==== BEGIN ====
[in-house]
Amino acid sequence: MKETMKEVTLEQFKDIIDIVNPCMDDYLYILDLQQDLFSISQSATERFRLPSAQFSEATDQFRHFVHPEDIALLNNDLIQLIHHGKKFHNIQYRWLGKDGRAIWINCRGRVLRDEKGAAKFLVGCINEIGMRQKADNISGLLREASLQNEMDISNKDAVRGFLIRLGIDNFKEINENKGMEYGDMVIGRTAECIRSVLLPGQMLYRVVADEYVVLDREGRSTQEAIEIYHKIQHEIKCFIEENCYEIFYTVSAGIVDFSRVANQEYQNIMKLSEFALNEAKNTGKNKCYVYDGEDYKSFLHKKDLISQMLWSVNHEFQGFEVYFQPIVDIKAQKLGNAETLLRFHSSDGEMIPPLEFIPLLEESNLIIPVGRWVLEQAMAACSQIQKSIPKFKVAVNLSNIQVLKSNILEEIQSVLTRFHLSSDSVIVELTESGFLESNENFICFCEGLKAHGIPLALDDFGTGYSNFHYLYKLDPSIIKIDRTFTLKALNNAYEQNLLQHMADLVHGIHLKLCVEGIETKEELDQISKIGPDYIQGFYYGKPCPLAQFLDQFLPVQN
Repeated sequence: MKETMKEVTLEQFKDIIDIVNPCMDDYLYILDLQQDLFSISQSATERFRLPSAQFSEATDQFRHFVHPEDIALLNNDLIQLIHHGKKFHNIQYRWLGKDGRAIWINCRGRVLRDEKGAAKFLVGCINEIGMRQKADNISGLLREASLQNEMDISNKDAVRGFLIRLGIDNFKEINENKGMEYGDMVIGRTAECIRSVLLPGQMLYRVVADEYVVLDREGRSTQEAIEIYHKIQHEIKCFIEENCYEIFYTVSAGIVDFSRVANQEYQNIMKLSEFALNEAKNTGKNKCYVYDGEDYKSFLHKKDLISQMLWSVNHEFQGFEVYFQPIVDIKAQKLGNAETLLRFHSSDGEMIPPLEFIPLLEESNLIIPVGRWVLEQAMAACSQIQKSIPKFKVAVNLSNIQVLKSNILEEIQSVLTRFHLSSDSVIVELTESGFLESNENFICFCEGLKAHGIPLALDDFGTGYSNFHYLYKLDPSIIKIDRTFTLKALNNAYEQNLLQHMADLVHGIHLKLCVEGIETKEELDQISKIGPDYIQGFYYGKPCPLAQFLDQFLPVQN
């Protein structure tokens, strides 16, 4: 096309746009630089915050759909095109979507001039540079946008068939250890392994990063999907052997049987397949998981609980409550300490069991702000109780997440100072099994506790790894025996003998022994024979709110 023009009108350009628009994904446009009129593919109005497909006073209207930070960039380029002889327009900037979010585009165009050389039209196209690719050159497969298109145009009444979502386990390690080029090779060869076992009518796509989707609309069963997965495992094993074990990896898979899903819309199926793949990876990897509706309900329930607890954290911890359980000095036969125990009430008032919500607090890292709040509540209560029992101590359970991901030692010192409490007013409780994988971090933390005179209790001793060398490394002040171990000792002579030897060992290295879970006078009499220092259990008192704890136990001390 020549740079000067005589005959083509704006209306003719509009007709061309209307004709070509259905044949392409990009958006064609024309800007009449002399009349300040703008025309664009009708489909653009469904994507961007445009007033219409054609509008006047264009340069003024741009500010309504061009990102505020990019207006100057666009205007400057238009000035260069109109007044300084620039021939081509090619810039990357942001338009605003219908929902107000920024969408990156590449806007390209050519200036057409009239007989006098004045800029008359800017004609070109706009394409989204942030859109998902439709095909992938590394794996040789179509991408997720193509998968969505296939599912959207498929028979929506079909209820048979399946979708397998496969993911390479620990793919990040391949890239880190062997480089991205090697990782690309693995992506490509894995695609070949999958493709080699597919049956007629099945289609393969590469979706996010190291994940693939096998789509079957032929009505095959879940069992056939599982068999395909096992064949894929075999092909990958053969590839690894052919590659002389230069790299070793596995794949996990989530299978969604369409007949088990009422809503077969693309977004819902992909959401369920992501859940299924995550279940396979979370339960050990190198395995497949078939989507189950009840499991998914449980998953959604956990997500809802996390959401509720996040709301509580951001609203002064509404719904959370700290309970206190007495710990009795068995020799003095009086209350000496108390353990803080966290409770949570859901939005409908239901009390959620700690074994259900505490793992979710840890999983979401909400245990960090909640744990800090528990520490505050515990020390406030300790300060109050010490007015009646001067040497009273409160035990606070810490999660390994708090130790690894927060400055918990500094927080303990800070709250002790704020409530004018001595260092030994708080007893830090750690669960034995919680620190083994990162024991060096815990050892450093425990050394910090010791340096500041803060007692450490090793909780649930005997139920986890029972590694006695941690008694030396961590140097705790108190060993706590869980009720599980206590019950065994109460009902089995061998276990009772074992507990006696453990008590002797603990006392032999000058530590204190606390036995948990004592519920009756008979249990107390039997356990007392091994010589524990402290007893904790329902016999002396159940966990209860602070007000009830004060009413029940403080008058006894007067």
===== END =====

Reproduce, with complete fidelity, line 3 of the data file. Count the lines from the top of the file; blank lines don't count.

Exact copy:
Repeated sequence: MKETMKEVTLEQFKDIIDIVNPCMDDYLYILDLQQDLFSISQSATERFRLPSAQFSEATDQFRHFVHPEDIALLNNDLIQLIHHGKKFHNIQYRWLGKDGRAIWINCRGRVLRDEKGAAKFLVGCINEIGMRQKADNISGLLREASLQNEMDISNKDAVRGFLIRLGIDNFKEINENKGMEYGDMVIGRTAECIRSVLLPGQMLYRVVADEYVVLDREGRSTQEAIEIYHKIQHEIKCFIEENCYEIFYTVSAGIVDFSRVANQEYQNIMKLSEFALNEAKNTGKNKCYVYDGEDYKSFLHKKDLISQMLWSVNHEFQGFEVYFQPIVDIKAQKLGNAETLLRFHSSDGEMIPPLEFIPLLEESNLIIPVGRWVLEQAMAACSQIQKSIPKFKVAVNLSNIQVLKSNILEEIQSVLTRFHLSSDSVIVELTESGFLESNENFICFCEGLKAHGIPLALDDFGTGYSNFHYLYKLDPSIIKIDRTFTLKALNNAYEQNLLQHMADLVHGIHLKLCVEGIETKEELDQISKIGPDYIQGFYYGKPCPLAQFLDQFLPVQN